But if you immediately strip out the hookers, drugs and gambling, you suffer a huge loss of GDP not to mention all the unemplyed people who used to change the sheets at the No-Tell Motel. The question is then, how do we fix it without economic consequences that are more devastating than necessary. The answer probably isn’t a liquidation. America still has “going concern” value even without the financial hookers. Much of that value is probably lost (unnecessarily) if you liquidate.

    The appropriate answer as to how to preserve going concern value is to structure a work out or reorganization. A work out won’t save the dead tissue of the bubble. You won’t save the construction and financial jobs of the housing bubble. But hopefully you keep the economic impact of losing those portions of the economy from causing the collapse of everything else.

    In 2008, the powers that be took the position that it was necessary to save the financial system first. They did that thru TARP and the steep yeild curve of ZIRP. They threw in some financial stimulus and QE2. Would the patient have survived without these remedies? Maybe, but maybe not. Just because you don’t think you’ll have a car accident doesn’t mean you stop buying insurance. But whether you agree or not, those actions have arguably stabilized the patient and taken him out of the ICU. The financial system is functioning again.

    Is that “recovery?” Not exactly. Its only recovery if you think that being out of the ICU is “recovery.” But it is arguably the first step to saving America from Liquidation, and that is part of a process that could be described as recovery. That obviously begs the question, if we are in a process, what’s the next step.

    If the patient is now getting financial transfusions equal to 12% of annual GDP, how do you fix that. My answer is the same as it was several months ago. You preserve the functioning portions of the economy by structuring a workout. You have to do that by allowing the healing portions of the economy to fill the void as the artificial support is removed. That takes time, capital and cost restructuring, which are classic components of any reorganization.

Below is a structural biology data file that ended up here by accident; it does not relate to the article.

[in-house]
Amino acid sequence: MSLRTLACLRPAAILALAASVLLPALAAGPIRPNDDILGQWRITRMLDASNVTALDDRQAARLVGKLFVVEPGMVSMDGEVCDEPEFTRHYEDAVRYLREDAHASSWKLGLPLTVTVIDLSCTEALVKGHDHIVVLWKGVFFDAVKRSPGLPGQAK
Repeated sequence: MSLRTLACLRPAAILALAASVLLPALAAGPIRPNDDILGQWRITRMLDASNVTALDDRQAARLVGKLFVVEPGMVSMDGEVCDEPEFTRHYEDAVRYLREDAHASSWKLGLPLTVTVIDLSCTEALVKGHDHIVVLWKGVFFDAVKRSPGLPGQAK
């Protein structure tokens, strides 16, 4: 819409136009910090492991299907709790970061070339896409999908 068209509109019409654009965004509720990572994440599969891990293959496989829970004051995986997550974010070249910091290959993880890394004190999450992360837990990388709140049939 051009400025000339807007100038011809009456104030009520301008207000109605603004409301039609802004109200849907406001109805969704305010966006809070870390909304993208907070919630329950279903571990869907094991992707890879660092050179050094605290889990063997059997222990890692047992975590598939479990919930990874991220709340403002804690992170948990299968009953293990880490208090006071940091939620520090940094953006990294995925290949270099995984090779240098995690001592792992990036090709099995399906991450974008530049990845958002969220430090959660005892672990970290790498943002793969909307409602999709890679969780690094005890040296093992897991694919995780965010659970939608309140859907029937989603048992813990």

If you stop the transfusions cold turkey, you cause a collapse of too many vital systems for the patient to survive without drastic and unnecessary consequences. That doesn’t mean you keep the patient on the transfusions forever. It means you withdraw them at a rate that the economy can absorb, hopefully through growth in the private sector. If we have 2% real growth in the private sector, then you can probably cut spending by 1% of GDP per year without causing a collapse to growth.

    Do we really have 2% real growth? That’s an open question. Will the politicians agree to a long term plan to cut spending by 1% of GDP per year for the next 5+ years? That’s also an open question. But remember, we’ve already absorbing a large hit to GDP through state and local spending cuts (as shown in the 1st qt gdp numbers). The process has already started at that level. And government revenues at all levels are increasing which will help solve the problem if it continues.

    We also have private sector job growth of over a million jobs in the last year according to ADP and Trim Tabs as well as BLS. And moderate inflation of several percent may help eliminate the true cost of our debt assuming that borrowing rates don’t increase dramatically.

    Recovery is a process. It’s arguably ongoing. Globalization and other competitive forces, probably dictate that we cut military spending, healthcare spending, business tax rates and other budget items to be far closer to world averages. And low cost foreign labor may impact our average standard of living if we aren’t able to compensate fully by increasing productivity through technology and innovation. But it’s still in my opinion worth while for all parties concerned to pursue recovery thru a work out rather than a liquidatin. The GM employee’s took wage cuts and the bond holders took a huge haircut and conversion to equity. But if they hadn’t gotten the financing to do a reorganization the workers would all have been unemployed, and the plant and equipment may well have been worthless and yeilded nothing to bond holders and other creditors in a liquidation.

    Recovery doesn’t mean bring back the old bubble. But its not a liquidation either. Its probably a long slow process commonly referred to as a “workout” through a crafted plan of reorganization as described above.

  6. 256
    David Losh says:

    Well, it’s actually very simple in a world of high finance money for debt swaps. We borrow to spend on debt.

    Let that sink in for a minute because every one here says the same thing; we borrow to pay debt, or interest on debt.

    Well, why does any one expect a return on that investment? Why is any one entitled to more than what was borrowed on a continueing basis? Why does compound interest, that is now due, and payable, have a higher priority than paying bills for goods, and services.

    Why is something for nothing more important than doing the work we need to do to keep the economy moving forward?

  7. 257
    Blurtman says:

    RE: David Losh @ 6 – Well, you need more heroin, so the kids get no food.